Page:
Now, four months after the revolution, the counter-revolutionary character of the Cadets, the main party of the liberal bourgeoisie, is as clear as day. Everyone sees that. And everyone is compelled to admit it. But not nearly everyone is willing to face up to it and think about what it implies.

Russia today is a democratic republic governed by a free agreement between political parties which are freely advocating their views among the people. The four months since February 27 have fully consolidated and given final shape to all parties of any importance, showed them up during the elections (to the Soviets and to local bodies), and revealed their links with the various classes.

In Russia, the counter-revolutionary bourgeoisie are in power today, while the petty-bourgeois democrats, namely, the Socialist-Revolutionary and Menshevik parties, have be come “His Majesty’s opposition”.[1] The policy of these parties is essentially one of compromise with the counter-revolutionary bourgeoisie. The petty-bourgeois democrats are rising to power by filling local bodies to begin with (just as the liberals did under tsarism—by first winning places in the zemstvos[2]). These petty-bourgeois democrats want to share power with the bourgeoisie but not overthrow them, in exactly the same way as the Cadets wanted to share power with the monarchy but not overthrow it. The petty-bourgeois democrats (the Socialist-Revolutionaries and the Mensheviks) compromise with the Cadets because of the close class kinship between the petty and the big bourgeoisie, just as the class kinship between the capitalist and the landowner, living in the twentieth century, made them embrace each other at the feet of their “adored” monarch.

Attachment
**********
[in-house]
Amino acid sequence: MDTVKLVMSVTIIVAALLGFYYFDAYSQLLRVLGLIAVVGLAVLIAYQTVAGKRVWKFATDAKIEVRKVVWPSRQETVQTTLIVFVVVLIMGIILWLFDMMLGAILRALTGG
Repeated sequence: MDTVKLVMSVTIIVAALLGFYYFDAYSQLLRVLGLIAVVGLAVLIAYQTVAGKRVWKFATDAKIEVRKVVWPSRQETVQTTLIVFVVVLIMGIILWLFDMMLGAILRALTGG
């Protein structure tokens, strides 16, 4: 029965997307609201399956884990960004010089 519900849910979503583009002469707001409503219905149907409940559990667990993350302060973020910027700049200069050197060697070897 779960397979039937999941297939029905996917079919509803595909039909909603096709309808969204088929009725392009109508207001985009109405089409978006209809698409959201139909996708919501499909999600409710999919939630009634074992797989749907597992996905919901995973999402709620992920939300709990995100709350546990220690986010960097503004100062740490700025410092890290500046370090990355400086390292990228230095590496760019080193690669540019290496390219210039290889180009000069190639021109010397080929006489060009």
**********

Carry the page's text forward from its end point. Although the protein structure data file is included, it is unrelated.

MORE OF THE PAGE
It is the form of compromise that has changed. Under the monarchy it was crude, and the tsar allowed a Cadet no further than the Duma backyard. In a democratic republic, compromise has become as refined as in Europe, the petty bourgeoisie being permitted, in a harmless minority, to occupy harmless (for capital) posts in the Ministry.